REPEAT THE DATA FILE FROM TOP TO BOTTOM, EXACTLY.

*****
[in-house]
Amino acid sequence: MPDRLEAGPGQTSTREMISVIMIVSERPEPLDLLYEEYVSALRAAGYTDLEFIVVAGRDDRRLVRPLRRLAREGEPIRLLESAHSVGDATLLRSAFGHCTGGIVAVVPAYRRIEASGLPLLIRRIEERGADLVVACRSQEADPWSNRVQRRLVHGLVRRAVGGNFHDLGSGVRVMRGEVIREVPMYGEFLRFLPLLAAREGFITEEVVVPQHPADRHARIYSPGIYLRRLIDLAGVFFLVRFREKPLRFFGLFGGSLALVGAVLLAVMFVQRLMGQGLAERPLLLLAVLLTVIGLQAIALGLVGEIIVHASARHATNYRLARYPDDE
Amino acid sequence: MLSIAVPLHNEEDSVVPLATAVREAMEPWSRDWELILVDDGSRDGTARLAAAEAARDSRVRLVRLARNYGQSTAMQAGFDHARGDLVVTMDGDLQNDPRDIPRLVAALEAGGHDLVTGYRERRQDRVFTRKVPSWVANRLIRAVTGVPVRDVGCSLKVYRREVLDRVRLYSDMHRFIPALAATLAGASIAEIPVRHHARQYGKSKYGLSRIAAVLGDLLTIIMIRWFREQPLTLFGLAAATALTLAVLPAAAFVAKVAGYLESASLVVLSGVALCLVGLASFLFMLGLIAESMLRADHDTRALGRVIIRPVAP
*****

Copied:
[in-house]
Amino acid sequence: MPDRLEAGPGQTSTREMISVIMIVSERPEPLDLLYEEYVSALRAAGYTDLEFIVVAGRDDRRLVRPLRRLAREGEPIRLLESAHSVGDATLLRSAFGHCTGGIVAVVPAYRRIEASGLPLLIRRIEERGADLVVACRSQEADPWSNRVQRRLVHGLVRRAVGGNFHDLGSGVRVMRGEVIREVPMYGEFLRFLPLLAAREGFITEEVVVPQHPADRHARIYSPGIYLRRLIDLAGVFFLVRFREKPLRFFGLFGGSLALVGAVLLAVMFVQRLMGQGLAERPLLLLAVLLTVIGLQAIALGLVGEIIVHASARHATNYRLARYPDDE
Amino acid sequence: MLSIAVPLHNEEDSVVPLATAVREAMEPWSRDWELILVDDGSRDGTARLAAAEAARDSRVRLVRLARNYGQSTAMQAGFDHARGDLVVTMDGDLQNDPRDIPRLVAALEAGGHDLVTGYRERRQDRVFTRKVPSWVANRLIRAVTGVPVRDVGCSLKVYRREVLDRVRLYSDMHRFIPALAATLAGASIAEIPVRHHARQYGKSKYGLSRIAAVLGDLLTIIMIRWFREQPLTLFGLAAATALTLAVLPAAAFVAKVAGYLESASLVVLSGVALCLVGLASFLFMLGLIAESMLRADHDTRALGRVIIRPVAP